Hajiya-Zainab-Kuchi-0812The Minister of State for Power, Hajiya Zainaib Ibrahim Kuchi, has told the National Working Committee (NWC) of the Peoples Democratic Party (PDP) that power  generation in the country would peak at 10,000 megawatts by the end of December 2014.

Kuchi said this would translate to between 17 and 18 hours a day of power supply in the country.

She spoke at the national secretariat of the PDP when she and the Minister of Power, Prof. Chinedu Nebo, briefed the executive organ of the party of their stewardship so far.

According to the Minister of State who responded to questions,  “In 2014, we envisage 10,000 megawatts. God willing, with our short and long term, and immediate strategies, we have been working assiduously with all the other stakeholders in the power sector to achieve this.

“With all the other National Independent Power Project (NIPP) work going on and the Niger Delta Power Company  (NDPC)coming up and to be inaugurated by December 2013, we look forward to 10, 000 megawatts come December 2014. And this is what we are working towards. If we succeed in making it more than that, we would be very happy. But we are focused on actually delivering 10,000 megawatts by 2014. And this by our calculations and data, we have on ground, we give at least between 17 and 18 hours of power supply to Nigerians. The 24 hours
power supply will happen but we are working steadily towards that.”

On the frequent system collapse in the power sector, the minister said: “the ministry set up a committee that addressed this issue of system collapse. We had 15 all put together and this was cause by an act of God not by act of man, because when the shrubs grew too high, they actually affected the transmission line.

“So, what we are doing about that is a mechanised system of addressing the issues of making such that the transmission lines are cut so that system collapse can be minimised because 75 per cent or 72 per cent of the cause of system collapse was the shrubs that was affecting transmission lines. This we are working very hard to address. The implementation of the mechanised cutting of the vegetation is going to be addressed by the committee that worked on it. So we envisage a situation where by having worked and addressed the system collapse issues, very soon, we are going to see less of that.”

On the Manitoba crisis, Kuchi said: “We don’t have issues there. We have addressed the issues we had with them. It was the issue of due process and this was addressed and we now have them fully on board, in charge and with a board to beef up their management antics there and we the ministry supporting them as we go along. So I envisage that very soon, we will have a perfect situation in the TCN management and we don’t look forward to or hope for any crisis. What we envisage there is building of systems that will make the place work and make it very perfect for a post-privatisation power sector so that we can to address the issues that are required there.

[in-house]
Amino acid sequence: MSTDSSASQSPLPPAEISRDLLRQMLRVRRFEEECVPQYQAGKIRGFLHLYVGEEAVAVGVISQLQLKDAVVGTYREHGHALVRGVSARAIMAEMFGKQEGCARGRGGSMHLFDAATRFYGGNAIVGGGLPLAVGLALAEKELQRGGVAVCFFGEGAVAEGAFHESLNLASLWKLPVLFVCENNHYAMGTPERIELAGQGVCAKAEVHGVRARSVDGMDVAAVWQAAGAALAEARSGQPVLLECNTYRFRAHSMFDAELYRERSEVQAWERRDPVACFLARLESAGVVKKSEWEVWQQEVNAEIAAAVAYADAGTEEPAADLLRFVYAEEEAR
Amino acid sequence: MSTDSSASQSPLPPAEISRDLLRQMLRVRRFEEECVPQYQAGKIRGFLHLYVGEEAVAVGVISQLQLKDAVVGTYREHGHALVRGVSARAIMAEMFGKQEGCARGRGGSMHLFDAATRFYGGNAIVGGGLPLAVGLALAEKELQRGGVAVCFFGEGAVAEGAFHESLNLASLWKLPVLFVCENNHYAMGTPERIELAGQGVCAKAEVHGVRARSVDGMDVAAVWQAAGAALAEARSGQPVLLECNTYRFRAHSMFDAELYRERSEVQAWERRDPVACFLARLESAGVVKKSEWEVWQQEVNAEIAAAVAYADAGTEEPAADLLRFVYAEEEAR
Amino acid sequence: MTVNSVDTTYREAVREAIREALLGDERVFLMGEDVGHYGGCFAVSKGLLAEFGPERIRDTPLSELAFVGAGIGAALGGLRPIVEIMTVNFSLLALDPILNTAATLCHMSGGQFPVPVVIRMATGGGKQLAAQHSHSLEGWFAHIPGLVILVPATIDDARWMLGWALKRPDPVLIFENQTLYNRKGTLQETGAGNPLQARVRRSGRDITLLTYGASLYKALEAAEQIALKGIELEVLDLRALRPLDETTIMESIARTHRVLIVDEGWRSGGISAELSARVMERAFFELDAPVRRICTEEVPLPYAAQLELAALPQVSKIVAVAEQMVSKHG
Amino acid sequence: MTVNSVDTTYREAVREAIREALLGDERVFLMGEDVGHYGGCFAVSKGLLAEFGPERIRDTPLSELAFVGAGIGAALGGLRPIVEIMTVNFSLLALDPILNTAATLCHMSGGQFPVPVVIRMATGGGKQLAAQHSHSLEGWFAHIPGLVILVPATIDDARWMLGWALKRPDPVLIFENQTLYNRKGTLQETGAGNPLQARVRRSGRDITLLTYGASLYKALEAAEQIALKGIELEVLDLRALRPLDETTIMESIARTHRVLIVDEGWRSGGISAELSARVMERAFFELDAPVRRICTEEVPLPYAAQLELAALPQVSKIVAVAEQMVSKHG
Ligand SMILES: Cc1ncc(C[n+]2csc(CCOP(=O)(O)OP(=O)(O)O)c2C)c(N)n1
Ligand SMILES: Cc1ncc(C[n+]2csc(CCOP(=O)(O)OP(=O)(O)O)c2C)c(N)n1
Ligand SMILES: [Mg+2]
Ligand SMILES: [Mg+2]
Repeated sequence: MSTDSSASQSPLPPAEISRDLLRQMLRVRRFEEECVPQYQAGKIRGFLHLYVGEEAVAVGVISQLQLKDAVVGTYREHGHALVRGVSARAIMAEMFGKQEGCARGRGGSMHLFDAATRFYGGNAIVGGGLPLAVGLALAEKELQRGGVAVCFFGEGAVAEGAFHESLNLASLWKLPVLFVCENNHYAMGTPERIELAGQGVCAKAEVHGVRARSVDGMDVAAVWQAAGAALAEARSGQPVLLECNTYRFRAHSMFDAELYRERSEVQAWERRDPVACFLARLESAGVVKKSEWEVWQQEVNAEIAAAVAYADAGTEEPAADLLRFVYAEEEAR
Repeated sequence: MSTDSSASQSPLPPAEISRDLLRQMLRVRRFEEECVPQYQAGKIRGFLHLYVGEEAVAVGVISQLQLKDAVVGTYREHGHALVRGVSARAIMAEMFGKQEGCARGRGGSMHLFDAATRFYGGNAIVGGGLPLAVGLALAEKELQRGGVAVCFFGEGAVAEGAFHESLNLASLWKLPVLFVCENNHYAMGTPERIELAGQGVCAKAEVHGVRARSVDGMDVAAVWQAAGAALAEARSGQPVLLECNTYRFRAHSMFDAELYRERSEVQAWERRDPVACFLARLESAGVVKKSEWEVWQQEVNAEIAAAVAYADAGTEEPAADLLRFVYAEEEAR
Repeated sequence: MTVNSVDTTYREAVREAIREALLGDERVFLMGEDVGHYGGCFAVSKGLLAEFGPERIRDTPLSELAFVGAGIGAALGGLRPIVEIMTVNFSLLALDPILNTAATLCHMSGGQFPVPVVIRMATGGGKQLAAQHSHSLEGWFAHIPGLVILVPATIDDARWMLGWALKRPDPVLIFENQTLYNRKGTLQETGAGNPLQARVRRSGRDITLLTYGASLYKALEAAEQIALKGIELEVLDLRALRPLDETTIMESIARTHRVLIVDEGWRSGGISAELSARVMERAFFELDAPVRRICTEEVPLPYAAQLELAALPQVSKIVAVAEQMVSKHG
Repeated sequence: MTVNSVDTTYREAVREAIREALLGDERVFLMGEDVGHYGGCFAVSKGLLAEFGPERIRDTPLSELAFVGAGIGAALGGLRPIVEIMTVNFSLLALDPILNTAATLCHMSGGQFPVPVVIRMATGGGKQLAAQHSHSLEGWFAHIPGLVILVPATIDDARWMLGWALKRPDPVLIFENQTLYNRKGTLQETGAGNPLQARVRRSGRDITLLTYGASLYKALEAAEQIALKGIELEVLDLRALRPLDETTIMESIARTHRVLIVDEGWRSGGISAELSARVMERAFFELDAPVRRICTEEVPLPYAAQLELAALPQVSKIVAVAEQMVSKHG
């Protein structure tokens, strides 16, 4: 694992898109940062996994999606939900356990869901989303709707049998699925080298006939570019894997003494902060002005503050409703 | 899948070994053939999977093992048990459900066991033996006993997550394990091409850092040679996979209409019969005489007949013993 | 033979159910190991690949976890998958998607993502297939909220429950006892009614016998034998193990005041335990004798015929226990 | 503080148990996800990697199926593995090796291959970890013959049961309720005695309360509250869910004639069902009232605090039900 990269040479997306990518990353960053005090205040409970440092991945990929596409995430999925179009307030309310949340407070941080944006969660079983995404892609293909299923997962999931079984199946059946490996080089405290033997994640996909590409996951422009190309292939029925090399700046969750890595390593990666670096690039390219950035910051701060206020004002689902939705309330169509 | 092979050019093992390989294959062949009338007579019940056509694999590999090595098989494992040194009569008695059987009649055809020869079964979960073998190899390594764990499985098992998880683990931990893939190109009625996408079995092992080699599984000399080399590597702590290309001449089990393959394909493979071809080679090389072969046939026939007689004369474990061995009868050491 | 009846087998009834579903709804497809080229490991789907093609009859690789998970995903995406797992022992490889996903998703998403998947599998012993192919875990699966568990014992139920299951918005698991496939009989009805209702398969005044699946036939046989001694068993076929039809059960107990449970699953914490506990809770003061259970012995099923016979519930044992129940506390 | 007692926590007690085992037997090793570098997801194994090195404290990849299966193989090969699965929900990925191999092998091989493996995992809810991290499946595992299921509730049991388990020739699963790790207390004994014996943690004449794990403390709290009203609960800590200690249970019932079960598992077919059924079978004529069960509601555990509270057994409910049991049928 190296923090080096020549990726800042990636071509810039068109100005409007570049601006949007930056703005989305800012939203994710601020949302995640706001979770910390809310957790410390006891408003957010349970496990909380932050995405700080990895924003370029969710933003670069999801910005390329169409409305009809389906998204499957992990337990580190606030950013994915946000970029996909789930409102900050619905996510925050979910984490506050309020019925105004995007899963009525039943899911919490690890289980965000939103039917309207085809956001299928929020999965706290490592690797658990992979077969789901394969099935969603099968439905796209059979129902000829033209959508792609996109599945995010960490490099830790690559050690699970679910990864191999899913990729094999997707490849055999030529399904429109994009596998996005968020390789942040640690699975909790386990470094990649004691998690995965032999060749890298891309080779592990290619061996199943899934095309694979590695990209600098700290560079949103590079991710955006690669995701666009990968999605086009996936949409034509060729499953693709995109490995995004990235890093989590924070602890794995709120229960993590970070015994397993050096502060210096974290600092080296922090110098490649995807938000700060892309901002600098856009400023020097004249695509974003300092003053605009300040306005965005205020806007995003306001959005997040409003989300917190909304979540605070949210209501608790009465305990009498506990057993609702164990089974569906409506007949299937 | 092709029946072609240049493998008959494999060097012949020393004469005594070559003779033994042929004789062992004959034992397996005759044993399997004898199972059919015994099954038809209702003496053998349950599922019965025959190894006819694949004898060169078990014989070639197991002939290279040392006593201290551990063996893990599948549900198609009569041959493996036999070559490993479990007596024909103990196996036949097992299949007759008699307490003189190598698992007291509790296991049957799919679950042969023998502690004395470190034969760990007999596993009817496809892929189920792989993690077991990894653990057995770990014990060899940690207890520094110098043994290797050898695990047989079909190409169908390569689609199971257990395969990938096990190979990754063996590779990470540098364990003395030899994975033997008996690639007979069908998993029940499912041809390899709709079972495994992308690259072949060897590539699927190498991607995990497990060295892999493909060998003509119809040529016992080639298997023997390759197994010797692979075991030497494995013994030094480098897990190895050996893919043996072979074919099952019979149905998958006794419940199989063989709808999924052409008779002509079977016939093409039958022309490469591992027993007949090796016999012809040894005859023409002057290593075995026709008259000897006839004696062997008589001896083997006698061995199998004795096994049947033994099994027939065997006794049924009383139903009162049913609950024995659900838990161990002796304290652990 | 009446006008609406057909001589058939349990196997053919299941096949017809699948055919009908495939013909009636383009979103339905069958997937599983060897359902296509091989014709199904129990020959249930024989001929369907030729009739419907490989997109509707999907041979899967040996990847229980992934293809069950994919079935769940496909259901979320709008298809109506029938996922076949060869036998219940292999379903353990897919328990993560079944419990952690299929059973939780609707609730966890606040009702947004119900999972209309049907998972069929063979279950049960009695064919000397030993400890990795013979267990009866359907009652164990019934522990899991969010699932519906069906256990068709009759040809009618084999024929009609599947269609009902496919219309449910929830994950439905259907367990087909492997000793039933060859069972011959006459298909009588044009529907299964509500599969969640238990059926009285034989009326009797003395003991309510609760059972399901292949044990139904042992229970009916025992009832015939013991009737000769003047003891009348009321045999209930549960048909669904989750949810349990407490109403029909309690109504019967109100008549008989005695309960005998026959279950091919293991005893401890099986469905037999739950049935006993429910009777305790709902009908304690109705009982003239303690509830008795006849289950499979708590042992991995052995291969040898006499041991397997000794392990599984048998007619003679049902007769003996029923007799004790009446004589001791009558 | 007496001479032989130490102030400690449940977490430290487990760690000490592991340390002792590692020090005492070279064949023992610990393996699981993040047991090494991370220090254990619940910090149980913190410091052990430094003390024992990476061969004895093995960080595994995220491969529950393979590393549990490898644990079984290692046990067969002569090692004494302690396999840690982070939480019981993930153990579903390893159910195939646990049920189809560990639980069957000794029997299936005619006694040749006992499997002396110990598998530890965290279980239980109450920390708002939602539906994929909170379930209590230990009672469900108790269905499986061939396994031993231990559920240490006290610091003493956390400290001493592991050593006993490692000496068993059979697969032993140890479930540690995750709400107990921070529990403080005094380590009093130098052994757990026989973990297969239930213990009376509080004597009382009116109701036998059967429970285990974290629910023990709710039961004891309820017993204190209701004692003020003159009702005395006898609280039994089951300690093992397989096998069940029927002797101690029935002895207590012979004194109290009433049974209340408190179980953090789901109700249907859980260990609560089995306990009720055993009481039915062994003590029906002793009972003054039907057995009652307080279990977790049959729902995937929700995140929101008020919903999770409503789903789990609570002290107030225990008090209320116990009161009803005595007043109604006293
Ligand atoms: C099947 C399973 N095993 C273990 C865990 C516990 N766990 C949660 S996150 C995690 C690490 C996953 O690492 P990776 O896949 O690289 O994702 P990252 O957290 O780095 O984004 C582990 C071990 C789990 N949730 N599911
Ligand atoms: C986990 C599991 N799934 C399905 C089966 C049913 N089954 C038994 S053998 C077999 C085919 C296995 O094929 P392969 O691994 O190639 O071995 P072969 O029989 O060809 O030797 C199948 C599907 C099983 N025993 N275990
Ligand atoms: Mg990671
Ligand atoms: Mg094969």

She further stated that although the solar initiative was capital intensive, a lot of Independent Power Projects (IPPs) had come in and were interested in delivering.

She added: “We are just finalising on the tariff, issues because you need tariff and you need to address the issue of subsidy. Because it is capital intensive, taking it to the rural areas where it is most needed and where it will make most impact, needed some kind of subsidies and serious planning such that whoever invests in the project has to recoup what has been invested.”

In his comment, the Minister of Power, Nebo,  lamented that the ministry was inhibited by transmission challenges explaining that any attempt to put 5,000 megawatts into the transmission network would result in an immediate system collapse.

According to him, “We are inhibited by the amount of power we can actually transmit. If for instance all of a sudden we decide to put 5,000 megawatts into the transmission network, the system will immediately collapse. That is why we are spending a lot of resources working to beef up the transmission network in Nigeria.

“That is very critical and transmission is a veritable bottleneck for now. The minister has said the government is earmarking a huge sum of money, we are looking at investment portfolios from all kinds of investors to ensure that we eventually have the type of grid moving from the radial grid to the national grid and eventually to the super grid to transmit all the power that we generate. If we keep generating and not transmitting, there will be load rejection at the distribution end, and  that will hit the transmission and then cause the system to go off.


Information from This Day was used in this report.